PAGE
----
I drove this boy from Dartmouth to Antigonish. He is a perfect car traveller. We stopped once on the drive. He saw dogs in cars, did a bark and then ignored them.
The person or family who are fortunate enough to be selected as Gaston’s forever family must have a fenced area, should not leave him alone for hours at a time, would agree to feed him quality food, avoid further vaccinations and…love him unconditionally. Gaston deserves no less.
His first vet appointment as an AireCanada boy is November 20th. I know for sure he will require dental work but will not know the full extent of what he needs until he is seen by the veterinarian.
KIWA HAS BEEN ADOPTED! OUR THANKS TO ALL WHO CONSIDERED OFFERING THIS NICE BOY A NEW HOME!!
Are you looking for a purebred Airedale Terrier but don’t have the time or inclination to spend hours grooming your new friend? Here is the perfect solution! Two-year old Kiwa is a short-coated Redline Airedale. His fur will never grow long and untidy and he will be happy to be brushed from time to time and offered the occasional bath! Nevertheless, this young boy is all Airedale — he’s smart and trainable, affectionate, playful, energetic and loving. He’s everything you would like and hope for from an Airedale Terrier. He is that rare creature: a Redline Airedale Terrier!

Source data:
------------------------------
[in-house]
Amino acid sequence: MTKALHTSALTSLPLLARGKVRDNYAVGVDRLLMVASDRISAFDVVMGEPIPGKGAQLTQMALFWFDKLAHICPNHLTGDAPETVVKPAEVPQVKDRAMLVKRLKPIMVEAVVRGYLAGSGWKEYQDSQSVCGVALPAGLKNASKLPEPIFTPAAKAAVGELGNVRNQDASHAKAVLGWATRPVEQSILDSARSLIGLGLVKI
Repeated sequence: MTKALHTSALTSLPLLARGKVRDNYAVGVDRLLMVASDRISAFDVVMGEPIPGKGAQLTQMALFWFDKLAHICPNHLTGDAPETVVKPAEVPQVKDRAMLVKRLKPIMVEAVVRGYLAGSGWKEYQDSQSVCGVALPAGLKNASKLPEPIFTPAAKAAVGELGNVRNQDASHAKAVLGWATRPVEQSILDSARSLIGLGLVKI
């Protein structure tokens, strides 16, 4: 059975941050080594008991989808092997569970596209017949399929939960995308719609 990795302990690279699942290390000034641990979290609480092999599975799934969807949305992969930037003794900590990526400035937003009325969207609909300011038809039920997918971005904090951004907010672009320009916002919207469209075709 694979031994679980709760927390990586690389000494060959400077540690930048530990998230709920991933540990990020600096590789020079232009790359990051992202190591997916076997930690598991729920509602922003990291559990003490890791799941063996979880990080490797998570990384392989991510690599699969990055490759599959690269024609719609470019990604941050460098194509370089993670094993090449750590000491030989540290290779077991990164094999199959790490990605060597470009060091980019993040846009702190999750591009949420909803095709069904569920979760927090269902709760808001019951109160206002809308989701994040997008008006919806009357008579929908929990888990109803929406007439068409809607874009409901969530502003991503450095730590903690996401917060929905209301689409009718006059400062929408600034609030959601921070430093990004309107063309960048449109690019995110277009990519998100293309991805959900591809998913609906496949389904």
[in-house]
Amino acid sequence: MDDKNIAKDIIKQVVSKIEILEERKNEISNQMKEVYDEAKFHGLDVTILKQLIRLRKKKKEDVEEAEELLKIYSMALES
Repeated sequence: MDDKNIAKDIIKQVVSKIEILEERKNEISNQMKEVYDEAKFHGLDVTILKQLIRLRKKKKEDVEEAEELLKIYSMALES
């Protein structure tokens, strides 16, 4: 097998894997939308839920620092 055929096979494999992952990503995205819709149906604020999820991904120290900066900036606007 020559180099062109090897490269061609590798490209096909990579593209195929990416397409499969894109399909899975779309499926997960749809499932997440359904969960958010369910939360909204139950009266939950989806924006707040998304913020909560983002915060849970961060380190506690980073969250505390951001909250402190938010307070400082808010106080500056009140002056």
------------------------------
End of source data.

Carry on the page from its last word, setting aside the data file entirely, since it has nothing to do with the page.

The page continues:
From Wikipedia: There are also the short coated “Redline” type Airedales, they appear to be genetic throwbacks in looks to the Airedale’s early days when the breed’s coats were much shorter than today’s Airedale. Even with their shorter coat they still have the same hard wiry outer coat with a soft under coat and fall well within the criteria of the breed standard and therefore can be AKC registered and most are registered.
Geri Thom, our volunteer who is managing Kiwa’s adoption, writes:
Kiwa is a big, beautiful boy who was born Jan. 29, 2014.. His owner surrendered him to the SPCA around the beginning of May 2015. He was thought by SPCA staff to be an Airedale mix because he has a short coat and longer ears than the standard Airedale. Inexplicably, his tail had also been completely docked.